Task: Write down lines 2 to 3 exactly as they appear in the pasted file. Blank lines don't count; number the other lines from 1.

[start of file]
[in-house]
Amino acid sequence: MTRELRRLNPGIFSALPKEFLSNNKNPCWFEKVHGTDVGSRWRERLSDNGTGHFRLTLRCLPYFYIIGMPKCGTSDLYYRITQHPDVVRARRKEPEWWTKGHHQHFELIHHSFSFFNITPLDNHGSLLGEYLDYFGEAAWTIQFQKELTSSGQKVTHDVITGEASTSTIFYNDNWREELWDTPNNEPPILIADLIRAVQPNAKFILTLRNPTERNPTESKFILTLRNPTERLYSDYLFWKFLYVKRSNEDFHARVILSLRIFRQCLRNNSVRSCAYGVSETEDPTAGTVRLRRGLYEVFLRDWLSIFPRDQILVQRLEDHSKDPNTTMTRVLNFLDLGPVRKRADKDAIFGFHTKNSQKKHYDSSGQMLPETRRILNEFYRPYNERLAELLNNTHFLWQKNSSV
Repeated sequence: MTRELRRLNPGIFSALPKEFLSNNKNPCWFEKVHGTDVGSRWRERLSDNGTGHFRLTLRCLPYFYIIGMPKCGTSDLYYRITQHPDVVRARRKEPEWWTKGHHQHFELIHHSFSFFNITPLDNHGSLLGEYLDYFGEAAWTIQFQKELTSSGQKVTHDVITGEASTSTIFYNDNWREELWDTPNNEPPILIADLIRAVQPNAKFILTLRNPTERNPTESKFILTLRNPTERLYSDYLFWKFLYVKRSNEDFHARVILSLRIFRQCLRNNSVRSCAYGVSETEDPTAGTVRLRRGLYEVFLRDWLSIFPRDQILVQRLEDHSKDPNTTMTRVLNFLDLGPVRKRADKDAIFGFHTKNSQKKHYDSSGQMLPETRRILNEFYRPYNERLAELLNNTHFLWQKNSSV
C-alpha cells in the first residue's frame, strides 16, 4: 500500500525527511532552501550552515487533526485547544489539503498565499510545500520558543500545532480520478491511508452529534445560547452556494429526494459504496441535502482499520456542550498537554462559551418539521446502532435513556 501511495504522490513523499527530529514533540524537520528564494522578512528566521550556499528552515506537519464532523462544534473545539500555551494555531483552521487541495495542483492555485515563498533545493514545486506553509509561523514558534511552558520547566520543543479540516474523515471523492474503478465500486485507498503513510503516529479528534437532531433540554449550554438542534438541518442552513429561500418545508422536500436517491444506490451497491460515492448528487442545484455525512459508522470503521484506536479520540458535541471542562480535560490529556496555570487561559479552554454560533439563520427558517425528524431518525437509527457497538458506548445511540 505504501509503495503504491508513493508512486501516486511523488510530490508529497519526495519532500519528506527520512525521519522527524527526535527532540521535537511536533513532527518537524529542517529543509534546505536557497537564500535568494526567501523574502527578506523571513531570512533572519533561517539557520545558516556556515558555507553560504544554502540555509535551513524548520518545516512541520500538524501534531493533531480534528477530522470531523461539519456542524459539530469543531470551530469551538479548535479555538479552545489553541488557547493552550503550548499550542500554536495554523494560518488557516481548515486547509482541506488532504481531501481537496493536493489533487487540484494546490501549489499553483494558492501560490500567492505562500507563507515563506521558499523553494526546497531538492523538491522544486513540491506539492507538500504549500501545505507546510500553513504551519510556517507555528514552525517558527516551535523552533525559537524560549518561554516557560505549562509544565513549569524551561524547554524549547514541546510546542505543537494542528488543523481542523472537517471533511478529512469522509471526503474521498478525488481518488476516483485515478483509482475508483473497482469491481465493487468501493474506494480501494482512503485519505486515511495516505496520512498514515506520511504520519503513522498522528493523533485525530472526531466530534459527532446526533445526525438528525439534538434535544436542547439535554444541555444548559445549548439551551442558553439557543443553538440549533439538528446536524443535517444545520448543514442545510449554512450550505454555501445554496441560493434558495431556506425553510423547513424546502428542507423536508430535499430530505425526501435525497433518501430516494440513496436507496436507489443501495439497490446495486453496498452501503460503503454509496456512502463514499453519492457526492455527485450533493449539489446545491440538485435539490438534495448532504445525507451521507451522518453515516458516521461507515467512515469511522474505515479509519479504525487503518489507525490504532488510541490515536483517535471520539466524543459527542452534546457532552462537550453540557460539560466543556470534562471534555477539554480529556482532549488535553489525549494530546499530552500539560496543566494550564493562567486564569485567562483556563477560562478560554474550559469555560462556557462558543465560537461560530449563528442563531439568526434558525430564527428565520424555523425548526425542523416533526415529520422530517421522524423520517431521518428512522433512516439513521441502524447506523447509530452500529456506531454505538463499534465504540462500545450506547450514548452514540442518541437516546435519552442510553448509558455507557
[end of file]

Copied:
Amino acid sequence: MTRELRRLNPGIFSALPKEFLSNNKNPCWFEKVHGTDVGSRWRERLSDNGTGHFRLTLRCLPYFYIIGMPKCGTSDLYYRITQHPDVVRARRKEPEWWTKGHHQHFELIHHSFSFFNITPLDNHGSLLGEYLDYFGEAAWTIQFQKELTSSGQKVTHDVITGEASTSTIFYNDNWREELWDTPNNEPPILIADLIRAVQPNAKFILTLRNPTERNPTESKFILTLRNPTERLYSDYLFWKFLYVKRSNEDFHARVILSLRIFRQCLRNNSVRSCAYGVSETEDPTAGTVRLRRGLYEVFLRDWLSIFPRDQILVQRLEDHSKDPNTTMTRVLNFLDLGPVRKRADKDAIFGFHTKNSQKKHYDSSGQMLPETRRILNEFYRPYNERLAELLNNTHFLWQKNSSV
Repeated sequence: MTRELRRLNPGIFSALPKEFLSNNKNPCWFEKVHGTDVGSRWRERLSDNGTGHFRLTLRCLPYFYIIGMPKCGTSDLYYRITQHPDVVRARRKEPEWWTKGHHQHFELIHHSFSFFNITPLDNHGSLLGEYLDYFGEAAWTIQFQKELTSSGQKVTHDVITGEASTSTIFYNDNWREELWDTPNNEPPILIADLIRAVQPNAKFILTLRNPTERNPTESKFILTLRNPTERLYSDYLFWKFLYVKRSNEDFHARVILSLRIFRQCLRNNSVRSCAYGVSETEDPTAGTVRLRRGLYEVFLRDWLSIFPRDQILVQRLEDHSKDPNTTMTRVLNFLDLGPVRKRADKDAIFGFHTKNSQKKHYDSSGQMLPETRRILNEFYRPYNERLAELLNNTHFLWQKNSSV